State media said Kim supervised the launch of Pyongyang's first intercontinental ballistic missile (ICBM) Tuesday, which it says is powerful enough to reach the US mainland.
"With a broad smile on his face," Kim called on officials to "frequently send big and small 'gift packages' to the Yankees," KCNA reported, as it listed the technical successes of the rocket, identified by the North Koreans as a Hwasong-14.
The report said the missile was able to carry a "large-sized heavy nuclear warhead," and despite "extreme overload and vibration the nuclear warhead detonation control device successfully worked."
Among the elements being tested was a warhead tip "made of newly developed domestic carbon compound material" designed to withstand the extreme heat of re-entry to the Earth's atmosphere.
It added "the warhead accurately hit the targeted waters without any structural breakdown at the end of its flight."
North Korea said the missile flew on a steep trajectory, going 2,800 kilometers (1,741 miles) above the Earth, before splashing down in sea off the Korean Peninsula 930 kilometers (578 miles) from its launch site.
The missile was launched Tuesday from Panghyon, in North Pyongan province, and landed in the sea off the Korean Peninsula.
How true are the claims?
Claims of unbridled success by North Korea's state media need to be taken with a pinch of salt, said Melissa Hanham, a senior research associate at the James Martin Center for Nonproliferation Studies.
"We can never take KCNA exclusively as a source because its so prone to embellishment, (and) the information it reports can never be confirmed.
"On the other hand, it's not out of the realm of possibility... I think its best to assume that they have successfully tested an ICBM. The reason they're sharing this technical data (through state media) is to prove that they have it," she said.
The Pentagon late Tuesday confirmed North Korea's test was of an ICBM
, and South Korea's intelligence services Wednesday confirmed the suspicion that its hostile neighbor fired a missile with a range greater than 5,500 kilometers -- the generally accepted lower limit of an intercontinental ballistic missile.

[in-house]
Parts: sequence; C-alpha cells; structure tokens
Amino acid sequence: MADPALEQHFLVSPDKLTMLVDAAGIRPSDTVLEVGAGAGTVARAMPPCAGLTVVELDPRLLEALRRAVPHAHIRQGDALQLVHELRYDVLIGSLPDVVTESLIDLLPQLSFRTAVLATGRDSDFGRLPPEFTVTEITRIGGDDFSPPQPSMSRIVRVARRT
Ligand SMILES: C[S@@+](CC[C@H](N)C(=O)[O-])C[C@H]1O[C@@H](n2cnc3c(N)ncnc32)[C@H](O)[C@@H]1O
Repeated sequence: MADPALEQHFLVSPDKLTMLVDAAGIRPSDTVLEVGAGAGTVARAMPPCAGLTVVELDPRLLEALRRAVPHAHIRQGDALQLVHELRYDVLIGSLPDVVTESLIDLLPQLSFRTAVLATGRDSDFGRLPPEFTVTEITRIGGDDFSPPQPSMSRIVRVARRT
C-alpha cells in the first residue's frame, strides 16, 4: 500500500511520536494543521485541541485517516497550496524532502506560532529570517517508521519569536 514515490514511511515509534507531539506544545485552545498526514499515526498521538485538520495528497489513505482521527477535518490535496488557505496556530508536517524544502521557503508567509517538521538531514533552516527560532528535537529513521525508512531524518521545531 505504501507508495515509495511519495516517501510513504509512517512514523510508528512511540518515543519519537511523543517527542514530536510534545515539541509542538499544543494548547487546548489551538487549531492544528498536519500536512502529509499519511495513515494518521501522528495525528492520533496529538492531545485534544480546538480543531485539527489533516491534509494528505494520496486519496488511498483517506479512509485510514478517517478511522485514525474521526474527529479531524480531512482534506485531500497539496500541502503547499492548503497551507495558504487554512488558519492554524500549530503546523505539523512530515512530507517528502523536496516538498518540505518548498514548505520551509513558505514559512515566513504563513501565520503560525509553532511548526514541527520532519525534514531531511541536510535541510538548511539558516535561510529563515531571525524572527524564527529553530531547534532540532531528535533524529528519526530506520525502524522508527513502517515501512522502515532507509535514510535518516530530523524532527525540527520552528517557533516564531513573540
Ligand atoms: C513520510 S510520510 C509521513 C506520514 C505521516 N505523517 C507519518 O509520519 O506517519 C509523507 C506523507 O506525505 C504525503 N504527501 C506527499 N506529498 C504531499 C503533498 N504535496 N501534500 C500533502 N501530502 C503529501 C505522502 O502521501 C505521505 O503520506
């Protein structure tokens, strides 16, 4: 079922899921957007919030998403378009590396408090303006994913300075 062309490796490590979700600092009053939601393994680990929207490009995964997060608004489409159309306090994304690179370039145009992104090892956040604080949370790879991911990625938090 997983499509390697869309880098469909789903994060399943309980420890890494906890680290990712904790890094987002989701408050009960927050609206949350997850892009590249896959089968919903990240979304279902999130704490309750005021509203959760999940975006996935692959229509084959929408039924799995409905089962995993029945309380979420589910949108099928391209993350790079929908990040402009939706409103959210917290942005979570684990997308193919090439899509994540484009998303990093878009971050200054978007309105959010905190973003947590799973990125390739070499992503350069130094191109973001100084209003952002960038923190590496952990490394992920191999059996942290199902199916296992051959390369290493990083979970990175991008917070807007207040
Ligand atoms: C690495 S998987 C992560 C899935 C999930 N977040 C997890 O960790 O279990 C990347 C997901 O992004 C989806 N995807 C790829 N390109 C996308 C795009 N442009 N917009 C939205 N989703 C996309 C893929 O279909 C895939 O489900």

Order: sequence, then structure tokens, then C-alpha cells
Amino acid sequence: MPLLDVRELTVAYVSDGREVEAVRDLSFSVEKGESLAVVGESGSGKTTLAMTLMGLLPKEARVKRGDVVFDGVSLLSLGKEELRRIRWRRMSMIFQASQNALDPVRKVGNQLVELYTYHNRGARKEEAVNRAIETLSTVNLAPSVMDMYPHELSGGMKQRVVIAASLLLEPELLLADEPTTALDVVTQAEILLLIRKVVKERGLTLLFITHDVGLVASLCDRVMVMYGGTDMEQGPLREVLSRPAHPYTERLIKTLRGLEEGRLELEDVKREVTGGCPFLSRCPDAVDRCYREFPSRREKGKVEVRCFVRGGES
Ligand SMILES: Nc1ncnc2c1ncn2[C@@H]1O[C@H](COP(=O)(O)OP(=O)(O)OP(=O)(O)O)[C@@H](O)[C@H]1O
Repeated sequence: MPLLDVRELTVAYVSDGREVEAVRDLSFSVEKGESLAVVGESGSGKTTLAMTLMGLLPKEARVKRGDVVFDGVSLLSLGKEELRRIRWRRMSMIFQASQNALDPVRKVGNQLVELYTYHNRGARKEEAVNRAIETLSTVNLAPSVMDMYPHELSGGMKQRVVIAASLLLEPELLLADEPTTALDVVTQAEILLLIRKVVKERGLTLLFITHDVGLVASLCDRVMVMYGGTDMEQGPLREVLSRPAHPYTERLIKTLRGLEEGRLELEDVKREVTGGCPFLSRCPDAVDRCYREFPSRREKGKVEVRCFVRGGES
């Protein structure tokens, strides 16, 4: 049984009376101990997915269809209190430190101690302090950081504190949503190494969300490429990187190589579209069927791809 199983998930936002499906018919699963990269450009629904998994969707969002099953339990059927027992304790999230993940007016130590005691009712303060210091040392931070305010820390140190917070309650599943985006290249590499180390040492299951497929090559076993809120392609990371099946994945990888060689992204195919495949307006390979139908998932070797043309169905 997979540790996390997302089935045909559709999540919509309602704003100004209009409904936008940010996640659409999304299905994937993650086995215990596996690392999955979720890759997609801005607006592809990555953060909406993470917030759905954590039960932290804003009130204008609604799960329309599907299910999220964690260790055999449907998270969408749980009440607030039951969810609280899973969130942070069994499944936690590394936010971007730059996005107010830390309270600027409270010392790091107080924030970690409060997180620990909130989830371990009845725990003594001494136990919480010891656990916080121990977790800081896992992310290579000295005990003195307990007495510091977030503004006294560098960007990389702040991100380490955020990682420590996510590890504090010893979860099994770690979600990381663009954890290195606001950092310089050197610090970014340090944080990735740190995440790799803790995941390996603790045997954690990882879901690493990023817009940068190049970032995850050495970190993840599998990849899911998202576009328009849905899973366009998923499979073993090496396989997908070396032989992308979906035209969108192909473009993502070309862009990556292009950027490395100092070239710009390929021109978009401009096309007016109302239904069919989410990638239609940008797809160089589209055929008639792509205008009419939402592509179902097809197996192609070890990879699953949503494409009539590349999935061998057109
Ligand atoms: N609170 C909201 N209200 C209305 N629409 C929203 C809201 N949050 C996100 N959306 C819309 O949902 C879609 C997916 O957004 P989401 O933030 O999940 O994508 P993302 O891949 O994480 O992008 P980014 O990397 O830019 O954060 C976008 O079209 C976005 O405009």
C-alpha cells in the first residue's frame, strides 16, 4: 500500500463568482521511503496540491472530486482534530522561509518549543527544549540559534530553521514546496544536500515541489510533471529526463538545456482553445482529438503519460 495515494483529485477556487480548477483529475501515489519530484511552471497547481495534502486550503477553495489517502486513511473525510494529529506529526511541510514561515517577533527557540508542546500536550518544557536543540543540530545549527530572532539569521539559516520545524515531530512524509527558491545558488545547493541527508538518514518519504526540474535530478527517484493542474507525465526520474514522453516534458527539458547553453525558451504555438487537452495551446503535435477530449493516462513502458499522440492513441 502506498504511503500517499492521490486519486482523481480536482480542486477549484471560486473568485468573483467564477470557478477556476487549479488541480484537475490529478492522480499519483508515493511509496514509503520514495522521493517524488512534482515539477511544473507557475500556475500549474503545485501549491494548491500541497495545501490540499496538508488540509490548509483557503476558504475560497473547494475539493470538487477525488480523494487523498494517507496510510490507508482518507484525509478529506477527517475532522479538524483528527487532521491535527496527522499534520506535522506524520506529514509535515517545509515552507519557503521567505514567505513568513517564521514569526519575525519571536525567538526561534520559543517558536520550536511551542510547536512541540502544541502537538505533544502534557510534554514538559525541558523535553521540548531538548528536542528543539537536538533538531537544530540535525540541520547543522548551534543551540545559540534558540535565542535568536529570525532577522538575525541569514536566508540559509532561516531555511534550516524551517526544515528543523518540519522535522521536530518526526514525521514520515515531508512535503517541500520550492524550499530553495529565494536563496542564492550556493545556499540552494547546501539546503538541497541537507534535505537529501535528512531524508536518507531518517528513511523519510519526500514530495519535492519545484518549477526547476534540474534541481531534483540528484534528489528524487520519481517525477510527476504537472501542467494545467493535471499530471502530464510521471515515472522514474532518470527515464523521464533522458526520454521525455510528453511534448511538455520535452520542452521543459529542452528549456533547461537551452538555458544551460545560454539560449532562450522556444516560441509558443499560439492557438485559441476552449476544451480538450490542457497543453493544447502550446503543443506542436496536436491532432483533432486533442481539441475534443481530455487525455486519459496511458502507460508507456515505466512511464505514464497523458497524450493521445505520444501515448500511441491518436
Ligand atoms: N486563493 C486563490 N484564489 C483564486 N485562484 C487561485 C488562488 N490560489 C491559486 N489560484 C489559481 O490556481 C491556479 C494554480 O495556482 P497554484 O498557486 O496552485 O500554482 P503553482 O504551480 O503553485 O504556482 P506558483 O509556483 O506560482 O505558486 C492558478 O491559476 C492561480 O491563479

Range growing by each test
Hanham said analysts are now examining the images provided by North Korean state media, to look for similarities to previously launched missiles.
The Hwasong-14 tested on July 4 is similar to the Hwasong-12, which was test-fired in May, but perhaps with a larger engine configuration and an extra stage, a section of the missile that's released during flight. "The second stage looks like something we haven't seen before," she said.
While the test seems to have indicated the missile's range was at least 6,000 kilometers, Hanham said its maximum potential could be even further. "The scary thing is, (we don't know if) they even tested it to its full range," she said.
Another class of missile, the KN-08, aka the Hwasong-13, which was displayed during a North Korean military parade in April could have even greater potential.
Based on analysis of its visible fuel and oxidizer tanks, it could hit as far away as Washington DC, though that class of missile is yet to be tested, she said.
David Wright, co-director and senior scientist at the global security program with the Union of Concerned Scientists (UCS), said North Korean rocket scientists seem to be making advances on multiple fronts.
"One of the things that's interesting, watching from a technical point of view, is that it has eight or nine different missiles in development in parallel," he told CNN.
"They're making progress and they have a lot of things in the workshop that they're putting together."
Warhead that can fit on an ICBM
There is a growing consensus among analysts that North Korea has the ability to build a warhead that can fit onto a missile.
Five nuclear tests over the past 11 years suggest that the regime has indeed developed nuclear weaponry, and many analysts now believe that the miniaturization process is progressing rapidly.
If images released by KCNA in March 2016, showing Kim posing with what appeared to be a nuclear warhead, are to be believed, progress has indeed been made on this front.
The UCS' Wright thinks that while they may not yet have succeeded in producing a warhead capable of being attached to their new class of ICBM, the clock is ticking.
"The big question is whether or not they can build something that's both small enough and rugged enough to withstand the flight of a long range missile," Wright said.
"That could be a year or so. It's hard to tell. But it's clear that unless something changes that they're on their way to both a long range missile and a warhead to put on it.
"And I would argue that that's exactly why the United States needs to be finding a way to talk to North Korea to basically put a cap on this program."